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CoQ-10 Update

A conversation with compounding pharmacist Arthur Margolis from America's Compounding Center, September 7, 2007 by teleconference.

Cristy Balcells, Executive Director: Welcome Arthur! We are so glad to have you as part of the call today, as many of our patients struggle to understand about CoQ10. We often hear questions about insurance coverage, best forms to take, ways to get high doses necessary for mitochondrial disease, etc.

Arthur: Thank you for having me! I am a third generation pharmacist, and I have many mitochondrial disease patients for whom I compound their medicines and supplements. Let me first explain that my goal as a compounding pharmacist is to help introduce the medicines into the body in a way that works for the patient and that avoids allergens, which are unique for every patient.

ubiquinone (coenzyme Q-10)

Typically, co-enzyme Q10 is given in high doses to mitochondrial disease patients in an oil base, but we have developed a new dosing method using a troche (pronounced TRO-KEY).

Cristy: Arthur, what is a troche?

Arthur: A troche is like a gummy bear. It is a soft gelatin square, almost the size of a chicklet, that can be flavored and that dissolves in the mouth easily and is easy to chew. We can concentrate the CoQ10 so that each troche contains 200 mg. We use a premium powdered form of the CoQ10. There is also a new water soluble version available.

Cristy: Many patients struggle to get coverage of their CoQ10 by insurance because it is considered a vitamin or supplement. Do you have any advice, and is it expensive?

Arthur: First of all, if the medicine is compounded then it is more likely to be covered by insurance than if the patient just walked into a drugstore and purchased the coq10 over the counter. I find that the CoQ10 formulations I prepare is covered by all the major insurances; we use it for ALS patients also.

Member: It is covered by MassHealth also, when it is compounded.

Arthur: It is also important to know the source of the CoQ10. PCCA is premium -- a manufacturer based in Texas. The source should be reliable and pure.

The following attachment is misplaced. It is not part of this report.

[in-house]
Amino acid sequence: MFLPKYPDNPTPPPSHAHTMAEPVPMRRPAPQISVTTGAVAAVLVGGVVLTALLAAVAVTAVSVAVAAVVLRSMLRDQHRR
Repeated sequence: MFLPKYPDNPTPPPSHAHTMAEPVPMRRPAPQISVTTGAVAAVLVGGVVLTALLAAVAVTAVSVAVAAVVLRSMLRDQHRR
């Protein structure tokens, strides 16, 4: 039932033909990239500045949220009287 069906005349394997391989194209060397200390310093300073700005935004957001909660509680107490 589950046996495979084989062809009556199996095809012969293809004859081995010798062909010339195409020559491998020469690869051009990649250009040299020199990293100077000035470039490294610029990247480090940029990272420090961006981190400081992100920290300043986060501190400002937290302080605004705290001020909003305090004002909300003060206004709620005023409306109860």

Cristy: Many doctors recommend Tischon formulations also, available on

Arthur: That is also a good form, but not what we use in compounding formulas.

Member: Does the powdered formula have magnesium stearate in it?

Arthur: No it does not.

Cristy: So Arthur, what would you recommend for all of us who cannot get to you as our pharmacist?

Arthur: Well, here are my recommendations. By the way, I take orders from all over and ship medicines to some of my patients.

Find a reliable compounding pharmacy. A good website to check is

Ask about compounding the CoQ10 in a 200 mg troche, or in a concentrated liquid (oil form), or in a 400 mg capsule for adults who can swallow. You must have a prescription in order to get any compounded medication. The compound can include other supplements or medications -- ask the pharmacist. In a Mito cocktail, which varies for every patient, there might be CoQ10, thiamine or the B-vitamins, Vitamin C, L-Carnitine, Folic Acid, etc. Folic acid, 1 mg/dose, is automatically covered by insurance if included in the compound and billed as the primary ingredient.

Cristy: Arthur, this is really useful information. I hope you will continue to be a part of our CoQ10 task force. Can we contact you with more questions?

Arthur: Of course. My website is and I am in Newton, MA at America's Compounding Center. My email is

I would be happy to help.

Cristy: Thank you!!

© 2007 Mitochondrial Disease Action Committee


View MitoAction Red Tape article "Financial Assistance for Mito Cocktail" here

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diseasefighter's picture



This is a super-enlightening article. I've done a little research since I have some patients with mitochondrial disease, but I'm not sure I discovered most of these facts. Thanks, Arthur. I really appreciate what you've shared in this interview.

Alex Jackson

Public Health Practitioner